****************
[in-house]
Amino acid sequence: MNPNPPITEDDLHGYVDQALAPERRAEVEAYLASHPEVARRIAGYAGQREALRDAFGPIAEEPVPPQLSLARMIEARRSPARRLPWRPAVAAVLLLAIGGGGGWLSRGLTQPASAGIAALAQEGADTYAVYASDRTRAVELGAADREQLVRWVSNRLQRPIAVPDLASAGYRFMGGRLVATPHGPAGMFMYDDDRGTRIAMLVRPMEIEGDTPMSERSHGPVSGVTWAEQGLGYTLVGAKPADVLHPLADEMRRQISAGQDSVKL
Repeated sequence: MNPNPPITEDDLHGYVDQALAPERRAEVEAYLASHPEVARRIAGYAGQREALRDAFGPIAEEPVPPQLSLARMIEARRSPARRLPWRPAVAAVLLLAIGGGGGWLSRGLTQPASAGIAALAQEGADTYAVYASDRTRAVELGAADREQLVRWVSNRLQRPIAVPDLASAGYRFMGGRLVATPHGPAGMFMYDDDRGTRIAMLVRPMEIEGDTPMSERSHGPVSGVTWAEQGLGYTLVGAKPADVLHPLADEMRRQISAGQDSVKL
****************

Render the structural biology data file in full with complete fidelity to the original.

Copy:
[in-house]
Amino acid sequence: MNPNPPITEDDLHGYVDQALAPERRAEVEAYLASHPEVARRIAGYAGQREALRDAFGPIAEEPVPPQLSLARMIEARRSPARRLPWRPAVAAVLLLAIGGGGGWLSRGLTQPASAGIAALAQEGADTYAVYASDRTRAVELGAADREQLVRWVSNRLQRPIAVPDLASAGYRFMGGRLVATPHGPAGMFMYDDDRGTRIAMLVRPMEIEGDTPMSERSHGPVSGVTWAEQGLGYTLVGAKPADVLHPLADEMRRQISAGQDSVKL
Repeated sequence: MNPNPPITEDDLHGYVDQALAPERRAEVEAYLASHPEVARRIAGYAGQREALRDAFGPIAEEPVPPQLSLARMIEARRSPARRLPWRPAVAAVLLLAIGGGGGWLSRGLTQPASAGIAALAQEGADTYAVYASDRTRAVELGAADREQLVRWVSNRLQRPIAVPDLASAGYRFMGGRLVATPHGPAGMFMYDDDRGTRIAMLVRPMEIEGDTPMSERSHGPVSGVTWAEQGLGYTLVGAKPADVLHPLADEMRRQISAGQDSVKL